999 staff to New York

A GROUP of trainee ambulance staff from Hull are to test their skills in some of the most demanding circumstances in the world – on the streets of New York.

Exchange trip takes

Eight students completing an International Studies Course at Hull Trade Union Studies Centre will travel to America tomorrow for the six-day exchange trip.

As well as taking part in lessons at City University, the Unison representatives hope to spend shifts with fire and ambulance personnel when they will discover how working practices have changed since the September 11 terrorist attack.

Ray Gray, regional trade union official for Unison, said: "This is the first course of its kind. It's creating a lot of interest within the TUC. We are at the forefront of something which will most certainly develop.

"The stewards are getting really excited about the trip and have put in a lot of work to make it a success."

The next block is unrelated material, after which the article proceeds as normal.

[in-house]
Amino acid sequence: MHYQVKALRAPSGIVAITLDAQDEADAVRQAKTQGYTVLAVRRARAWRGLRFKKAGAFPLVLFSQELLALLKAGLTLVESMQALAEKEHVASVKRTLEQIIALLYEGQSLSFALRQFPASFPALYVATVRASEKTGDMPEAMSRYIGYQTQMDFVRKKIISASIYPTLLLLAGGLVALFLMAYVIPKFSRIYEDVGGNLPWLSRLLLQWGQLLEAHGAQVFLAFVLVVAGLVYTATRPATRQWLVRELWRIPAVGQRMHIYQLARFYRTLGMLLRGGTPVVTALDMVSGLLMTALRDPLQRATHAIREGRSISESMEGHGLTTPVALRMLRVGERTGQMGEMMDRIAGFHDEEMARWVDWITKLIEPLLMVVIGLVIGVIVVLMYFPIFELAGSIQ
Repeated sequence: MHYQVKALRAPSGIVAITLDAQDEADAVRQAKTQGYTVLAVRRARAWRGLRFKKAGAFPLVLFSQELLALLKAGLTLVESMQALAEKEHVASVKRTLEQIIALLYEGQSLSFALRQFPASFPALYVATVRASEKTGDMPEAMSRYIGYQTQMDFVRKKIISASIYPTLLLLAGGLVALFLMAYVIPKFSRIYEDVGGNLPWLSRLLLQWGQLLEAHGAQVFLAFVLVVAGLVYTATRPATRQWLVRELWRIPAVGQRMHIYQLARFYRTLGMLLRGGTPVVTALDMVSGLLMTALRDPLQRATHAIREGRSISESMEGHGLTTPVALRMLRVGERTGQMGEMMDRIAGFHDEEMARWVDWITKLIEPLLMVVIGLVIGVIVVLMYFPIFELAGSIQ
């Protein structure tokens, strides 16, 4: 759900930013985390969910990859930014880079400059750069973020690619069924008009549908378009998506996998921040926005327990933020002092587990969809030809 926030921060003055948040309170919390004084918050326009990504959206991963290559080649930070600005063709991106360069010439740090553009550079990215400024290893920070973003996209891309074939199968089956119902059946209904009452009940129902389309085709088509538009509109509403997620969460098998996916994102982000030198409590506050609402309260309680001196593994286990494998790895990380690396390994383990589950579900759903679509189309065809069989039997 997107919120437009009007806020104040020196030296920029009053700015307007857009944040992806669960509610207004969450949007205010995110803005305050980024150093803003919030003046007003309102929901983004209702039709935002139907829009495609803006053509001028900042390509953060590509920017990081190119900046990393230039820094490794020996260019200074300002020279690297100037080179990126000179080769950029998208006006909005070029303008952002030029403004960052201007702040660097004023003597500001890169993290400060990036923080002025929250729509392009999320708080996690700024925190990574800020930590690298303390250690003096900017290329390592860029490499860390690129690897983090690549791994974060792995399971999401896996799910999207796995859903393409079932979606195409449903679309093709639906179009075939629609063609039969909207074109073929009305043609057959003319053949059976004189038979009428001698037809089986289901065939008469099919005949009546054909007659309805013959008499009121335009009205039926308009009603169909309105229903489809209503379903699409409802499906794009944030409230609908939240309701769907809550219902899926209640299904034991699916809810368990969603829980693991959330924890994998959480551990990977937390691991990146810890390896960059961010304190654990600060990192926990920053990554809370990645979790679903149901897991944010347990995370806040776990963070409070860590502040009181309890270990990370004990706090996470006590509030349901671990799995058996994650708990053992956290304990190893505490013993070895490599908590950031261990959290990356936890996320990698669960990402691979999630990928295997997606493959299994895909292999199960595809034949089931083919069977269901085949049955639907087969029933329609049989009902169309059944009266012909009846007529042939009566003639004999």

Hull Trade Union Studies Centre, which was relaunched in new premises as part of East Riding College in 2001, teamed up with Unison, the TUC and Tees, East and North Yorkshire Ambulance Service (TENYAS) to create this opportunity to gain first hand experience of New York's emergency services.

Not only will they be comparing the roles, responsibility and remuneration of the emergency health service in New York with the UK, but also the union organisations and how they work. A report will be written about the outcome of the trip, which is being paid for by Unison.

The TENYAS Unison representatives going to America are Hull paramedics Tim Butterill and Bob Keane; Scarborough paramedic Julie Clayton; York paramedic Glen Gears; Mandie Dewick, a Hull-based call handler for NHS Direct; Candy Downton, an ambulance care assistant in Hull; emergency medical technician Steve Forsyth, who is the full-time branch secretary; and paramedic Jackie Bell, based at Wakefield.

American students will visit England in May when they will gain an insight into the work of TENYAS and trade union activities.